It's done. Bram Stoker's Dracula is a horrid game for me.
Things stay in orbit not by being high up, but by moving fast enough that they continually fall towards the ground and miss. Draw a line between yourself and the center of the Earth; gravity is pulling you along that line. Point your nose perpendicular to that line, and go: your normal straight-line motion is moving you away from the Earth. The art of orbiting is simply the art of keeping those two things in balance, so that you're moving so quickly through space that you're losing altitude through falling at the same speed that you're gaining it through hurtling.
Of course, you have to be going kind of fast for this to work. The ISS travels at a steady speed of 7.6km (4.76 miles) per second.
This is why spacecraft don't simply fly straight up; they fly up about 26,000' to get out of the thickest part of the air, then turn 90° and thrust for speed. (This post talks more about why that makes more sense than taking off horizontally like an airplane: https://plus.google.com/+YonatanZunger/posts/VsYyUDxFUDr)
It probably won't surprise you that when you're flying at this speed, running into things is not a good idea. The picture below is from a test run by the ESA (the European Space Agency) of a "hypervelocity impact." The block is made of solid Aluminum, and was cut in half after the test to see what happened. The pellet is not the one that was used in the test; you can see parts of the pellet used in the test in the form of those smears along the inside of the crater. At 6.8km/s, the impact blew the crater you see into the block of metal, and the shock wave in front of it opened up that second cavity at the bottom.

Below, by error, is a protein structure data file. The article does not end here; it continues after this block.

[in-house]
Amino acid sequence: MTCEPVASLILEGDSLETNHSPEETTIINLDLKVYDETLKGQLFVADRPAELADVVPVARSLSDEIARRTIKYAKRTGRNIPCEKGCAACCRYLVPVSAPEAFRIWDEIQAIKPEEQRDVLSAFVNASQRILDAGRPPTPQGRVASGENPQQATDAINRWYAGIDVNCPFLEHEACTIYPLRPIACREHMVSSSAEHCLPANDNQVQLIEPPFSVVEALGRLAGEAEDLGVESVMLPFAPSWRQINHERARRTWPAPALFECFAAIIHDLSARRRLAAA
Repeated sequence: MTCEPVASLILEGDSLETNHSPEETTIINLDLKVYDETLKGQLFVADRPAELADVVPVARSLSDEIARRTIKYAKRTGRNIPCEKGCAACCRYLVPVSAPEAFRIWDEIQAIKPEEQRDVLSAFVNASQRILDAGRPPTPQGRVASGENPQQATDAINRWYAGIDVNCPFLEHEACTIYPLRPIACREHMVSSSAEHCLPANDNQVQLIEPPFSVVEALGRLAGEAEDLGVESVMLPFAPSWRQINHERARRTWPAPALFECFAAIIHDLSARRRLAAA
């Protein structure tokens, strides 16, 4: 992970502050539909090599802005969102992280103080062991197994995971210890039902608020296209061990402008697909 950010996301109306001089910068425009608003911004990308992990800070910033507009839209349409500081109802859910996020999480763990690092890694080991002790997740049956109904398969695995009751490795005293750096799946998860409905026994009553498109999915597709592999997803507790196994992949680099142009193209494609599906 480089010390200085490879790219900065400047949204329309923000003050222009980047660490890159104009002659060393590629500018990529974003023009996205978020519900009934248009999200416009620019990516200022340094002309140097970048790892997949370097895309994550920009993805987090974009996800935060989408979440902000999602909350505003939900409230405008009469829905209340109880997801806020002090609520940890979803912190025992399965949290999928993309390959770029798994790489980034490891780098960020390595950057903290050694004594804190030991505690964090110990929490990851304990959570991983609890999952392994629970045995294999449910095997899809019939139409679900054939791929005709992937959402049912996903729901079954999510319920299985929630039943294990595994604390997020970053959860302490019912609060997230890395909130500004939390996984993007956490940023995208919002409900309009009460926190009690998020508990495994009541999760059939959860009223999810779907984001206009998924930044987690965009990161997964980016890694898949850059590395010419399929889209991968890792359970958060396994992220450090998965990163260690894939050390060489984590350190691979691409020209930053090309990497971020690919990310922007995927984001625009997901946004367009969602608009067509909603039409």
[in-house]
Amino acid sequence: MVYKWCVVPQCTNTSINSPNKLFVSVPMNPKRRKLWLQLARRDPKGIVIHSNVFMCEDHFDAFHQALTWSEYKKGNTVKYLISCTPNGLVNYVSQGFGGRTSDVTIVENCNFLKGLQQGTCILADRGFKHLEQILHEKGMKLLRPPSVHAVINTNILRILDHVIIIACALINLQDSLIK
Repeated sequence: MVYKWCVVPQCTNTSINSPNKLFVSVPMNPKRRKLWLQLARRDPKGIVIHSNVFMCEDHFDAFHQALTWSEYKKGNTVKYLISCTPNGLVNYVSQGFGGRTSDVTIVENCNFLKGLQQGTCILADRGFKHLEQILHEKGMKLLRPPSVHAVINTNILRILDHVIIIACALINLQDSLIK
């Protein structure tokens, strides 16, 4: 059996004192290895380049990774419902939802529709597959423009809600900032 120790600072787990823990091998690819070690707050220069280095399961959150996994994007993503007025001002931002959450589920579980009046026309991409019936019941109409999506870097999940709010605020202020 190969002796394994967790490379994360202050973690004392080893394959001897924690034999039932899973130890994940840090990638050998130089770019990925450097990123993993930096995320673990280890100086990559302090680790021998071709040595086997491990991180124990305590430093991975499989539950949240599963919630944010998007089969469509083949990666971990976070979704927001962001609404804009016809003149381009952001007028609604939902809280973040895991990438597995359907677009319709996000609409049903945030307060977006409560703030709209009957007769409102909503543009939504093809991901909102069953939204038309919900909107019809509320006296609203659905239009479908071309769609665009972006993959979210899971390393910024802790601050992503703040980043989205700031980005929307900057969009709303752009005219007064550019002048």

Note that the speed here was only 6.8km/s. Oribtal speed is a function of altitude alone; anything flying at the ISS' altitude will be going at 7.6km/s. But it might be going the other way, which means that collisions with random debris in orbit could happen at speeds as high as 15km/s. Meteoroids coming in from elsewhere in the solar system could be flying as fast as 72km/s.
The ESA's page (http://www.esa.int/Our_Activities/Operations/Space_Debris/Hypervelocity_impacts_and_protecting_spacecraft) about these hypervelocity impact tests is full of wonderful understatements. An impact of any 10cm object against any spacecraft would "most likely entail a catastrophic disintegration of the target." (I should say that space travel includes phrases like "hard start" for what happens when fuel and oxidizer accumulate in a rocket engine's chamber before the engine ignites, and "spontaneous disassembly" for what happens if the airframe is separated into multiple pieces on an unscheduled basis. For those outside the field, those translate as "the engine explodes" and "the spacecraft explodes," respectively)
The thing I keep thinking about when I see this picture is imagining being aboard a spacecraft – especially something big, like the ISS – and hearing a loud "bang" resonating throughout the ship. That's all you would know at first: something, somewhere aboard, just caused the entire ship to shake.